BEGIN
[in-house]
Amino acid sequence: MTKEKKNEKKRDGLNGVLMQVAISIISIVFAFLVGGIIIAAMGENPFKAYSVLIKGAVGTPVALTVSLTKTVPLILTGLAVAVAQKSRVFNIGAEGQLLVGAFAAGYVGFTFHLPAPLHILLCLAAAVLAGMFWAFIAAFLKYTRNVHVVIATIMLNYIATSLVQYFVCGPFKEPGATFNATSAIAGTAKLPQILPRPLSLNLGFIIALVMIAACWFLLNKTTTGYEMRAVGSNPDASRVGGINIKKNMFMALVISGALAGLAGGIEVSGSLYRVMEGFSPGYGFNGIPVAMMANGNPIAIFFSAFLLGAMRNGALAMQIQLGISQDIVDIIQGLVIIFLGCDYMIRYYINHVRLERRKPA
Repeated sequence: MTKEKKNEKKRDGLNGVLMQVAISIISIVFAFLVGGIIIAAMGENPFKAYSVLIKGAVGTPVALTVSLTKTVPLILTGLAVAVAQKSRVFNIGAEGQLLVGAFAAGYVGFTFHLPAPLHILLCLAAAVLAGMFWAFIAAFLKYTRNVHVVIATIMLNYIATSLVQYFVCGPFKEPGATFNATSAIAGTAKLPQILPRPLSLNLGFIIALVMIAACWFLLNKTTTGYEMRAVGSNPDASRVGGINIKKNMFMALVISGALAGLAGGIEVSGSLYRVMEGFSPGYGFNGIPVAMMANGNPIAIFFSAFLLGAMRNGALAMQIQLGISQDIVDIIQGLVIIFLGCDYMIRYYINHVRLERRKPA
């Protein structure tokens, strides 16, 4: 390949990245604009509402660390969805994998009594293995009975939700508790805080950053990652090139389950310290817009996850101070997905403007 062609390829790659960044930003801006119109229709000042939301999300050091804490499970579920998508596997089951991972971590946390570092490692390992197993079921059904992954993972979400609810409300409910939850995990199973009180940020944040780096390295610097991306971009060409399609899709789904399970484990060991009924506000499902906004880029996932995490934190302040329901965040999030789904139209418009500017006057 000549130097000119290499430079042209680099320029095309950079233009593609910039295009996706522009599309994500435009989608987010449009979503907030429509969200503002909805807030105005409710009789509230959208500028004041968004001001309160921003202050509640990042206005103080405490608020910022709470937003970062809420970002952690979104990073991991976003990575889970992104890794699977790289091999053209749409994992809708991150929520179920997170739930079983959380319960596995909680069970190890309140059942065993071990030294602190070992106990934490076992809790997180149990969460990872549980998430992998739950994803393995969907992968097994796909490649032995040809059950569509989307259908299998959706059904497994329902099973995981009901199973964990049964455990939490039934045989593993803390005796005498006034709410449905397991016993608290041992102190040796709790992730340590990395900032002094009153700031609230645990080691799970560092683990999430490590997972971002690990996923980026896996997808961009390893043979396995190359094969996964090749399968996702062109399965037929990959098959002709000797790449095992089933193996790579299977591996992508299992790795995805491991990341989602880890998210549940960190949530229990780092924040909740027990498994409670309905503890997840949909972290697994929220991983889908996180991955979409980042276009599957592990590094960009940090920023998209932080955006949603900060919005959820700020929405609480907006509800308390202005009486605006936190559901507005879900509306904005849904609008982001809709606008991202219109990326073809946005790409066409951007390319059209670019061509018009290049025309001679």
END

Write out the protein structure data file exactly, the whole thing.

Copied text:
[in-house]
Amino acid sequence: MTKEKKNEKKRDGLNGVLMQVAISIISIVFAFLVGGIIIAAMGENPFKAYSVLIKGAVGTPVALTVSLTKTVPLILTGLAVAVAQKSRVFNIGAEGQLLVGAFAAGYVGFTFHLPAPLHILLCLAAAVLAGMFWAFIAAFLKYTRNVHVVIATIMLNYIATSLVQYFVCGPFKEPGATFNATSAIAGTAKLPQILPRPLSLNLGFIIALVMIAACWFLLNKTTTGYEMRAVGSNPDASRVGGINIKKNMFMALVISGALAGLAGGIEVSGSLYRVMEGFSPGYGFNGIPVAMMANGNPIAIFFSAFLLGAMRNGALAMQIQLGISQDIVDIIQGLVIIFLGCDYMIRYYINHVRLERRKPA
Repeated sequence: MTKEKKNEKKRDGLNGVLMQVAISIISIVFAFLVGGIIIAAMGENPFKAYSVLIKGAVGTPVALTVSLTKTVPLILTGLAVAVAQKSRVFNIGAEGQLLVGAFAAGYVGFTFHLPAPLHILLCLAAAVLAGMFWAFIAAFLKYTRNVHVVIATIMLNYIATSLVQYFVCGPFKEPGATFNATSAIAGTAKLPQILPRPLSLNLGFIIALVMIAACWFLLNKTTTGYEMRAVGSNPDASRVGGINIKKNMFMALVISGALAGLAGGIEVSGSLYRVMEGFSPGYGFNGIPVAMMANGNPIAIFFSAFLLGAMRNGALAMQIQLGISQDIVDIIQGLVIIFLGCDYMIRYYINHVRLERRKPA
């Protein structure tokens, strides 16, 4: 390949990245604009509402660390969805994998009594293995009975939700508790805080950053990652090139389950310290817009996850101070997905403007 062609390829790659960044930003801006119109229709000042939301999300050091804490499970579920998508596997089951991972971590946390570092490692390992197993079921059904992954993972979400609810409300409910939850995990199973009180940020944040780096390295610097991306971009060409399609899709789904399970484990060991009924506000499902906004880029996932995490934190302040329901965040999030789904139209418009500017006057 000549130097000119290499430079042209680099320029095309950079233009593609910039295009996706522009599309994500435009989608987010449009979503907030429509969200503002909805807030105005409710009789509230959208500028004041968004001001309160921003202050509640990042206005103080405490608020910022709470937003970062809420970002952690979104990073991991976003990575889970992104890794699977790289091999053209749409994992809708991150929520179920997170739930079983959380319960596995909680069970190890309140059942065993071990030294602190070992106990934490076992809790997180149990969460990872549980998430992998739950994803393995969907992968097994796909490649032995040809059950569509989307259908299998959706059904497994329902099973995981009901199973964990049964455990939490039934045989593993803390005796005498006034709410449905397991016993608290041992102190040796709790992730340590990395900032002094009153700031609230645990080691799970560092683990999430490590997972971002690990996923980026896996997808961009390893043979396995190359094969996964090749399968996702062109399965037929990959098959002709000797790449095992089933193996790579299977591996992508299992790795995805491991990341989602880890998210549940960190949530229990780092924040909740027990498994409670309905503890997840949909972290697994929220991983889908996180991955979409980042276009599957592990590094960009940090920023998209932080955006949603900060919005959820700020929405609480907006509800308390202005009486605006936190559901507005879900509306904005849904609008982001809709606008991202219109990326073809946005790409066409951007390319059209670019061509018009290049025309001679």